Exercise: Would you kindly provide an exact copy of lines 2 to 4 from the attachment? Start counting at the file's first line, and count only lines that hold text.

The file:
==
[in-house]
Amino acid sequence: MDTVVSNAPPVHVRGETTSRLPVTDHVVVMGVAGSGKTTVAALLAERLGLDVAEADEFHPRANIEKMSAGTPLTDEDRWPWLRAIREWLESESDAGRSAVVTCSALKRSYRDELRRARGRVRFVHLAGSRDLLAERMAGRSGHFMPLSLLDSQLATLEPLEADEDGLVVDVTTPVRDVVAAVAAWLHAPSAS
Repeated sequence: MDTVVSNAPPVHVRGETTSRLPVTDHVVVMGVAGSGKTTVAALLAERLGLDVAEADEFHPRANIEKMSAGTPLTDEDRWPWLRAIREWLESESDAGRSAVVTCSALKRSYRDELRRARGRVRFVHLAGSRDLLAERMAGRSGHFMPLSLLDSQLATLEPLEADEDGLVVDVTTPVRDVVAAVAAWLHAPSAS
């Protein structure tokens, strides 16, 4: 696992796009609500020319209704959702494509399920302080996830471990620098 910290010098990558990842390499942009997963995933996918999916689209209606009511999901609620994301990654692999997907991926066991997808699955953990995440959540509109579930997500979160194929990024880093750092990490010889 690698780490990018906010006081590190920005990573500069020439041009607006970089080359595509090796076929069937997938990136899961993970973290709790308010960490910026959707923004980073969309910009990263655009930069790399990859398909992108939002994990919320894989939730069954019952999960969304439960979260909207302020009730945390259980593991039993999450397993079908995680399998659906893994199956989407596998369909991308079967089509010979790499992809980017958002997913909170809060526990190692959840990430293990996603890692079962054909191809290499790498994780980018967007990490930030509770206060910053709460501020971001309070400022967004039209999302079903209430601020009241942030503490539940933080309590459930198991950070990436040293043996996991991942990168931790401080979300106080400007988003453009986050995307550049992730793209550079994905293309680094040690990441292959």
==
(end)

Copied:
Amino acid sequence: MDTVVSNAPPVHVRGETTSRLPVTDHVVVMGVAGSGKTTVAALLAERLGLDVAEADEFHPRANIEKMSAGTPLTDEDRWPWLRAIREWLESESDAGRSAVVTCSALKRSYRDELRRARGRVRFVHLAGSRDLLAERMAGRSGHFMPLSLLDSQLATLEPLEADEDGLVVDVTTPVRDVVAAVAAWLHAPSAS
Repeated sequence: MDTVVSNAPPVHVRGETTSRLPVTDHVVVMGVAGSGKTTVAALLAERLGLDVAEADEFHPRANIEKMSAGTPLTDEDRWPWLRAIREWLESESDAGRSAVVTCSALKRSYRDELRRARGRVRFVHLAGSRDLLAERMAGRSGHFMPLSLLDSQLATLEPLEADEDGLVVDVTTPVRDVVAAVAAWLHAPSAS
């Protein structure tokens, strides 16, 4: 696992796009609500020319209704959702494509399920302080996830471990620098 910290010098990558990842390499942009997963995933996918999916689209209606009511999901609620994301990654692999997907991926066991997808699955953990995440959540509109579930997500979160194929990024880093750092990490010889 690698780490990018906010006081590190920005990573500069020439041009607006970089080359595509090796076929069937997938990136899961993970973290709790308010960490910026959707923004980073969309910009990263655009930069790399990859398909992108939002994990919320894989939730069954019952999960969304439960979260909207302020009730945390259980593991039993999450397993079908995680399998659906893994199956989407596998369909991308079967089509010979790499992809980017958002997913909170809060526990190692959840990430293990996603890692079962054909191809290499790498994780980018967007990490930030509770206060910053709460501020971001309070400022967004039209999302079903209430601020009241942030503490539940933080309590459930198991950070990436040293043996996991991942990168931790401080979300106080400007988003453009986050995307550049992730793209550079994905293309680094040690990441292959």